With the availability of existing homes at historical lows, the new-home market capitalizes on the lack of inventory by creating greater choices for home buyers. The rise in mortgage interest rates has not cooled demand for newly built homes as the Mortgage Bankers Association reported This Week in Real Estate U.S. mortgage applications for new home purchases increased 35.5 percent in July compared to a year ago. New-home sales typically make up only about 10 percent of the market, but newly built single-family properties comprised a record share of homes on the market in the second quarter, making up nearly one-third of housing inventory nationwide. Below are a few newsworthy events from the fourth week of August that influence our business:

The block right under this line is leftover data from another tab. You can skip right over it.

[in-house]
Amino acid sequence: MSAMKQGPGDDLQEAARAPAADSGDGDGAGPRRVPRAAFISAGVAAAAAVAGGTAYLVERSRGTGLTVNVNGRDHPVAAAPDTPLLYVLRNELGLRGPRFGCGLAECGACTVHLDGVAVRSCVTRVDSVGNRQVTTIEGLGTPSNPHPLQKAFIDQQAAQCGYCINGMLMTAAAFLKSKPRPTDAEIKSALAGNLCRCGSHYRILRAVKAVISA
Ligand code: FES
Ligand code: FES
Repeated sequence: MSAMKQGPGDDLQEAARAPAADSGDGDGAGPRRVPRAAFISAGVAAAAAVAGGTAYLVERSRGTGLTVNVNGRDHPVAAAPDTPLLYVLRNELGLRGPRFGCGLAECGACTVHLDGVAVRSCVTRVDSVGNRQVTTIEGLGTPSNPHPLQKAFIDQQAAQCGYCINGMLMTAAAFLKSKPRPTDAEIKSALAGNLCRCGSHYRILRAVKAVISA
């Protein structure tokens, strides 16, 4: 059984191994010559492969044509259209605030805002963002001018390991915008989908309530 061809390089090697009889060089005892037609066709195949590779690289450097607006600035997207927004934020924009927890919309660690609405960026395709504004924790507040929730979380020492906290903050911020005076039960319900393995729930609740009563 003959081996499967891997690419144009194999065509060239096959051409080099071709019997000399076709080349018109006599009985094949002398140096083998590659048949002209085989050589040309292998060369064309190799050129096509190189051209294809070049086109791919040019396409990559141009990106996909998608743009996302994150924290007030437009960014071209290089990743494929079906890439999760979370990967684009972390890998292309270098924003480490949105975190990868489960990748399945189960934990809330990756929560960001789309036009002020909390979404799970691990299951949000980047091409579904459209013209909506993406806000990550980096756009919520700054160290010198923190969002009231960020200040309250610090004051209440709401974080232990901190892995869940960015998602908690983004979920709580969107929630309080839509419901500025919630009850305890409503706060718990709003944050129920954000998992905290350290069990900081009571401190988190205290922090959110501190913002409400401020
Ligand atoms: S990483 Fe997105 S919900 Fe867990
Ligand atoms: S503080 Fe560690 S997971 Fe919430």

These are 5 Ways Surging Mortgage Rates are Reshaping the Housing Market. Mortgage rates have climbed to the highest level in more than two decades – and that’s leading to a split-screen market in housing. Here are five things to know about the unusual housing market. Some would-be buyers are priced out of the market. The Federal Reserve’s aggressive interest rate increases since last year have led to much more expensive mortgages. Many sellers are sidelined as well. About 15% fewer existing homes were on the market in July than a year ago. Bidding wars are still common. Fewer existing homes are changing hands these days, but surprisingly, there has been little or no break on prices, and buyers who are in the market are still willing to pay up. In fact, the average existing home sold in July cost nearly $407,000 – an increase of 1.9% from a year ago. More than a third of homes sold for more than their asking price last month. New homes are in high demand. With so few existing homes to choose from, more would-be buyers are turning to new construction. Sales of new homes in July were up more than 31% from a year ago. Small is the new big. Builders offering discounts have been helped by falling costs for lumber and other materials, but they’ve also been designing somewhat smaller houses in an effort to keep prices in check. The average size of a new house has fallen from about 2,350 square feet at the end of 2021 to about 2,200 square feet today, according to the National Association of Home Builders. Read the full story here.